Saudi King Salman’s Asian trip an effort to win friends, avoid price wars

King Salman
King Salman Twitter photo.

King Salman looking to wow Asian investors in Aramco IPO, maintain market share

The political sands continue to shift in the Middle East as King Salman, Saudi Arabia’s octogenarian monarch, began an epic tour of Asia March 1 looking to shore up political alliances and retain market share for the kingdom’s oil ahead of Saudi Aramco’s public offering.

The trip is both politically shrewd and a sign of weakness for the world’s largest oil producer.

Shell photo.

Sauda Arabia kick started the oil price war almost three years ago intending to drive the high-cost American shale producers – US production rose from 5 million b/d in 2005 to 9.5 million b/d in 2015 – out of the market. Instead, the Americans proved far more resilient than expected, dramatically lowering costs and becoming more competitive. With the lifting of the US ban on oil exports, shipments to other countries have grown to 900,000 b/d and may continue to grow, raising concerns in Riyadh that the aggressive Americans will muscle into coveted Asian markets under trade hawk (about exports, at least) President Donald Trump.

Russia and Iran have wasted no time courting Asian governments, growing their marketshare by 81 per cent over the last three years, according to Reuters.

What does King Salman have to offer?

One, capital. The tour has already resulted in a $7 billion pledge to back a new refinery and storage facility in Malaysia, according to Reuters, and agreements to reduce trade barriers between the two countries.

Two, reliability. Other Middle Eastern rivals, including Iran and Iraq, have suffered war and international trade sanctions. Saudi Arabia, by contrast, has been politically stable and a trusted crude oil supplier.

Three, participation in the world’s largest IPO, a five per cent stake in Saudi Aramco, which the kingdom believes is worth $2 trillion.

 This is the Saudi version of making friends and allies. Since driving oil prices down by two-thirds didn’t work as planned, King Salman must now resort to diplomacy and strengthening economic alliances.

But there are impediments in the way of closer relationships with Asian countries.

One, religious ultra-conservatism. Saudi Arabia is a commercial and military ally, but that doesn’t mean China isn’t concerned about potential unrest in its small Muslim community caused by the kingdom’s support for Wahhabism, according to James M. Dorsey. Or increasing Saudi religious influence in smaller Asian countries like Malaysia and Indonesia.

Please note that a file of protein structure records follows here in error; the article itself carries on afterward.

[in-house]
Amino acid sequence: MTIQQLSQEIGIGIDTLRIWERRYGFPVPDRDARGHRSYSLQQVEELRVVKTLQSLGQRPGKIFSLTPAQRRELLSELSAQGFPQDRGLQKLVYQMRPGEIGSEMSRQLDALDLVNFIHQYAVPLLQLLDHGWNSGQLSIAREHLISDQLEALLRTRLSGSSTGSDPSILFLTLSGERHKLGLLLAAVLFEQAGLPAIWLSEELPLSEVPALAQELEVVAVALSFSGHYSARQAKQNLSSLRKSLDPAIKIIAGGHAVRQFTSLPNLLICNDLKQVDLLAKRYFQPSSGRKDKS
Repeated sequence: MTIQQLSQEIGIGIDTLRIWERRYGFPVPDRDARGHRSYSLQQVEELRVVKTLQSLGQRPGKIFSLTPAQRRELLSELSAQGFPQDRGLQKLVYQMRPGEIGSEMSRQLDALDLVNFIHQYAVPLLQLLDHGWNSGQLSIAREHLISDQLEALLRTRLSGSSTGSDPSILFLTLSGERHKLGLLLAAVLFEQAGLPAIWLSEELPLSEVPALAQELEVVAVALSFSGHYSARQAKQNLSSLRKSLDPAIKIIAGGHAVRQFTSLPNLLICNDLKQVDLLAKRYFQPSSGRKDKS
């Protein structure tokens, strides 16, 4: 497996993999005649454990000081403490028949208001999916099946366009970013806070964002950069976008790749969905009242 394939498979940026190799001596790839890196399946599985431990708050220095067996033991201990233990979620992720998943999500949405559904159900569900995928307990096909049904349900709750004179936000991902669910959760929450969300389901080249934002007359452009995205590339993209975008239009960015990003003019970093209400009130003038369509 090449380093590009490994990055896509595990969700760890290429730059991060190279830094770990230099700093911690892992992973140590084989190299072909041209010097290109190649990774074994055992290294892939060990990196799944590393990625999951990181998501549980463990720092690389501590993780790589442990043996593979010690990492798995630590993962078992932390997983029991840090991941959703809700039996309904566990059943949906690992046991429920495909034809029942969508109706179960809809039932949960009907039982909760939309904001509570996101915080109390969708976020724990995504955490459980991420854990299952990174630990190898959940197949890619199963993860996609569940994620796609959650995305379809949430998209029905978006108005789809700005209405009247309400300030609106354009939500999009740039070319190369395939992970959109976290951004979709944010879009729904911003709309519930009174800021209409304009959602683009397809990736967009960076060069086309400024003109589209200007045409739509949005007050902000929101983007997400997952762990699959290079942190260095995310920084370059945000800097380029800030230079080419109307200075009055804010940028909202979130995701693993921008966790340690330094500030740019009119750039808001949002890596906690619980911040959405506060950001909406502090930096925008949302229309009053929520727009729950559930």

Two, China’s deepening ties with Iran. China is trying to navigate between the two Middle Eastern rivals as they struggle for hegemony in the Muslim world. Dorsey argues that Iran has advantages Saudi Arabia doesn’t: “a large population, a huge domestic market, an industrial base, a battle-hardened military, geography, and a deep-seated identity grounded in a history of empire.” Better relations and more trade with China will be high on King Salman’s agenda.

Three, changing American policy. President Barack Obama was criticized both for a business as usual and a softening strategy to the Middle East, one that opened the door to a more aggressive Russia, according to Abdullah Al-Arian,  assistant professor of history at Georgetown University, School of Foreign Service in Qatar. What direction will President Trump pursue? On the campaign trail, Trump was harshly critical of the nuclear agreement with Iran. Will he return to a more traditional American policy of favouring the Saudis?

 According to Reuters energy columnist John Kemp, Saudi Arabia only reluctantly returned to its role as OPEC swing producer – cutting production to balance supply and demand, thereby raising prices.

One of the ways to minimize loss of market share that comes with being the swing producer is to solidify relationships with customers, especially emerging markets like Asia, which is expected to drive demand growth until 2040, according to the International Energy Agency (which estimates demand will reach 103.5 million barrels per day by 2040 from 92.5 million b/d in 2015).

Market watchers – not to mention rivals Iran and Russia – will be watching closely to see if the excursion by King Salman has n effect.

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